You’ve seen these delightful faces before.
They’re all over Instagram, flooding your feed with positive images of a beautiful Black family and keeping it all warm and fuzzy with their hilarious family videos.
Devoted dad Devale Ellis, 33, and his lovable family are doing it for the ‘gram, and they’re doing it so well they’re not insta-famous.
The former NFL wide receiver is known for sharing viral videos featuring real moments inside his everyday life with his beautiful wife, Kadiene Ellis, and their two adorable sons, Jackson and Kairo. After retiring from the NFL, Ellis, who studied acting in college, set off on a mission to build the type of Black family programming he wanted to see, from the bottom up. Now he and his wife are popular vloggers, #goals for loads of couples and your next family crush.
Instagrammers can’t get enough of the devoted dad, and here at the ESSENCE offices, neither can we. We check in with Ellis to find out hoe daddy
Why did you decide to share your family with the world online?
It was always kind of my plan; I've always been a planner. When I retired from the NFL, I always wanted to do TV and film. I started to realize there's different ways you have to get people's attention. You have to show them who you are. People want to know who you are, so I just decided to let people know what the most important thing is to me, and that is my family and my community. And I enjoy sharing, so that just grew. Our family grew and grew. When Jackson came, it created a different dynamic, and then when Kairo came, it created a different dynamic. And it just became part of my life. I don't know what I would do if I didn't have an opportunity to share.
Was this always the plan?
My goal is to get a TV show for my family. And I don't want to do reality TV. I want to be on a sitcom. I want to be the first actor/comedian/personality that has his own family cast in his series where they're playing themselves. That's my goal, so I'm going to continue to put out things the way I want it to be put out, and tell our narrative, because I have a story to tell about the NFL, about drug addiction, about the plight that actors go through when they're trying to find themselves after they retire. It's the story I want to tell people, and I think they should hear it. I studied acting in college and my wife studied performance art in college. She has a master's degree in speech and communications and performance. It's not like I'm just saying we want to be TV people; we put in the work. I respect the craft of acting, so it's not like I'm just throwing videos together. I actually studied behind the scenes too. This is my passion.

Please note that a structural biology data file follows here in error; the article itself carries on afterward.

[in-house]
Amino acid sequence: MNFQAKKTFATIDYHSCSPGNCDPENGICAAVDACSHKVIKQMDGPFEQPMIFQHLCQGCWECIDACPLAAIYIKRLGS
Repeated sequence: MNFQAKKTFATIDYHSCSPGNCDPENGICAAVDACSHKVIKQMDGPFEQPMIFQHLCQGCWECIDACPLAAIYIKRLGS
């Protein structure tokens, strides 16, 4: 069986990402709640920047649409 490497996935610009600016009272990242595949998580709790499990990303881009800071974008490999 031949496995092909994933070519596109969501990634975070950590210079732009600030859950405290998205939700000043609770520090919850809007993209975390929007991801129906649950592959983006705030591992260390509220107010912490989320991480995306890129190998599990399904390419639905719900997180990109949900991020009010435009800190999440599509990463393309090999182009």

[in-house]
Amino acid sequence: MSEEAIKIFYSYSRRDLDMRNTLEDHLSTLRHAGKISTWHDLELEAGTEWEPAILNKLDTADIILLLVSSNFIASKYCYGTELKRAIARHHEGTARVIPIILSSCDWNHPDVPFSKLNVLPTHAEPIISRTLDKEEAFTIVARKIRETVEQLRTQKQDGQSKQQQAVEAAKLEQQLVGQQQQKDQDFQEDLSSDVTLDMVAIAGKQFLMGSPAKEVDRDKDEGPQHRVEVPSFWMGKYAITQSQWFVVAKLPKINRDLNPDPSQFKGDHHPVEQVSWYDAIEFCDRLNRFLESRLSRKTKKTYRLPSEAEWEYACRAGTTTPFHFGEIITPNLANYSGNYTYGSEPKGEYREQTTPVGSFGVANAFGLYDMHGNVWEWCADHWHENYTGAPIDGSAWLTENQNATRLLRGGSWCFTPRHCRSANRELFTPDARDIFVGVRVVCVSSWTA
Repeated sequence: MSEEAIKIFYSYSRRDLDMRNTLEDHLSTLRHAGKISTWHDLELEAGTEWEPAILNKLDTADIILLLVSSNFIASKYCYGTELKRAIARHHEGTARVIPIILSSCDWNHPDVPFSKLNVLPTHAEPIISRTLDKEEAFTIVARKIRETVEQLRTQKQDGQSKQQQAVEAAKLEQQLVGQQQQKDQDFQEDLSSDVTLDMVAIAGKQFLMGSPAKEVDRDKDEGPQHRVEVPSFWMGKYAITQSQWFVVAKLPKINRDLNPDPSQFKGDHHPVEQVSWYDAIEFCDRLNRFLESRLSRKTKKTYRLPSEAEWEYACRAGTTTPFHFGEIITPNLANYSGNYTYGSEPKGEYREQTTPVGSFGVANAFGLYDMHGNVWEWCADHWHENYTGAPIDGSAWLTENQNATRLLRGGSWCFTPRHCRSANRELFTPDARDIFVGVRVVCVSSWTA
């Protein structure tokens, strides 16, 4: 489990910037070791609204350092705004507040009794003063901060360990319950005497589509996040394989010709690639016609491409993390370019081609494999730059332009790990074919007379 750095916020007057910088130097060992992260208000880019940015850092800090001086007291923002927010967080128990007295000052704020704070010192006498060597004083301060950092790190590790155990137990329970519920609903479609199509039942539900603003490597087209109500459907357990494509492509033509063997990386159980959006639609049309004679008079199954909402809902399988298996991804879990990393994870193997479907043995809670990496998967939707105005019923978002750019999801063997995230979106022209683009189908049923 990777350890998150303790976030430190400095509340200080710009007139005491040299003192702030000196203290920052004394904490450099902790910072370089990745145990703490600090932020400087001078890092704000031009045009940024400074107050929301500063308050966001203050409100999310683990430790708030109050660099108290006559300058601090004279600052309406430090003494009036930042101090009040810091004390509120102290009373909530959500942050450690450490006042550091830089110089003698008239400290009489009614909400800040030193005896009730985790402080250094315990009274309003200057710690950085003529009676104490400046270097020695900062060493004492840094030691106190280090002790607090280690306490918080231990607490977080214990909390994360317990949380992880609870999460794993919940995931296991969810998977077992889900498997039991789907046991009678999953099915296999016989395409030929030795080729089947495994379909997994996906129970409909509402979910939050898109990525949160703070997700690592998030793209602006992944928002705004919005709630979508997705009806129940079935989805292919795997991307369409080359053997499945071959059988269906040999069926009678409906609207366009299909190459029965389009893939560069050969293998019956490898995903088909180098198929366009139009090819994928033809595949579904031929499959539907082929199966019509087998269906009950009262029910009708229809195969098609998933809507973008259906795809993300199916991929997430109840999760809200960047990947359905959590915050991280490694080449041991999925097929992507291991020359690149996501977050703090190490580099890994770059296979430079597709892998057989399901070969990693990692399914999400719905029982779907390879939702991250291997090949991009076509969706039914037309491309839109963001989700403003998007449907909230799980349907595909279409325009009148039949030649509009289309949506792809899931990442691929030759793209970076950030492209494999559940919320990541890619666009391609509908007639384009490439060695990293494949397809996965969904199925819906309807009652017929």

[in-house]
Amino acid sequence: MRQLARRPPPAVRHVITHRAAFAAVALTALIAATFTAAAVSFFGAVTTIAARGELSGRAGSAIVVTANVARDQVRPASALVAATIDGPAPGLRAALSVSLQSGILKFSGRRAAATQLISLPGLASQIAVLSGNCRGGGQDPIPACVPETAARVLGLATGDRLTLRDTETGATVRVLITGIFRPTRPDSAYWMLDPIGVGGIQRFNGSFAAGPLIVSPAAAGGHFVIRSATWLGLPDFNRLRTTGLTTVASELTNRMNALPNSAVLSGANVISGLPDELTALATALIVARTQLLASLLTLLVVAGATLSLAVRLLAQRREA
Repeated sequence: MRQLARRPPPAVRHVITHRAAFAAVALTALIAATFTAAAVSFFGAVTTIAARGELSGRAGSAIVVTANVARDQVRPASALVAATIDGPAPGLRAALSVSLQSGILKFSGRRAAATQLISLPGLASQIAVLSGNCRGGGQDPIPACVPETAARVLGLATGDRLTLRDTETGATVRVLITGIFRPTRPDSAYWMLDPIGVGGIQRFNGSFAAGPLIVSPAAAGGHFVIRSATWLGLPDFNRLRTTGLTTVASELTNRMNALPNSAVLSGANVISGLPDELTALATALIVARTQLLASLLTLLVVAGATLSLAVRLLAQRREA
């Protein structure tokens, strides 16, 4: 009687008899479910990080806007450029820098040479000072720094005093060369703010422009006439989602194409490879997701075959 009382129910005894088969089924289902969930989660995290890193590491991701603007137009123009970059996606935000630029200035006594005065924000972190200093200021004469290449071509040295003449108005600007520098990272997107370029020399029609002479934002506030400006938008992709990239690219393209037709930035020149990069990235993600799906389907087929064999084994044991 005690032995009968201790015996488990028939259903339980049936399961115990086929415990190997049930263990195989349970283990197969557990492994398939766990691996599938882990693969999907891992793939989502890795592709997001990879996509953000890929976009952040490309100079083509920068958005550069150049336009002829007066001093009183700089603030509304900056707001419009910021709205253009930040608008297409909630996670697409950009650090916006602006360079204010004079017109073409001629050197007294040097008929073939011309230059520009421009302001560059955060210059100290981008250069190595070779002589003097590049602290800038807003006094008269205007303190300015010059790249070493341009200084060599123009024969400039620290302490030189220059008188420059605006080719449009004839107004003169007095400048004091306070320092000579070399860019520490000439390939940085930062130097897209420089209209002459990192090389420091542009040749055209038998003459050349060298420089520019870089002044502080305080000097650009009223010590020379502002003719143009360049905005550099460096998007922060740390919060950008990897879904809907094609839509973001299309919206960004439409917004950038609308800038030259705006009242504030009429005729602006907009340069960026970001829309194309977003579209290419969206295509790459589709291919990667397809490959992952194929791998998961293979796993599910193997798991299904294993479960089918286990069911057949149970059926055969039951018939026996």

Why did you pass on going the reality TV route?
About four years ago, we were supposed to do reality TV. The people that kept approaching us wanted so much controversy and drama. I refused to do it. One of the producers said to me, "There's not enough at stake, if you have a positive image all the time. People don't want to see that." And that almost broke my soul. You're telling me the only way someone can be on TV is if they just create controversy and drama even if it's not organic? I just said I'm not interested in doing that. They walked away, and I continue to push out my own images, and now they’re starting to grow. People seem to love the positivity. Even though there's still a little bit of drama—my wife and I still go through it. We still beef with each other, we still argue about stuff couples argue about, but that’s normal.
What’s the biggest message you hope to relay?
The biggest message has to be about black fatherhood, because I feel like in 2017, people want to try to dismiss race as if it's not an issue anymore. That's not fair to people who have to go through living in America as a person of color. That bothers me. They want to say, "being black in life in 2017 is different than it was in 1960," Yeah it may be different, but it's not that different. Every day I walk out into the world, I'm still a Black man. All the stereotypes you hear, it seems that we're always dehumanized. I feel like if they saw more Black men in the light of being a father, being a husband, and just being loving, it's a lot harder to look them in the eye and say that "you're less than human," if you see them doing human things. This is just a different narrative of who we are as Black men. We're fathers, we're husbands, we're business owners. We love our kids. We kiss our sons. We hug our sons.
Photography by Joshua Dwain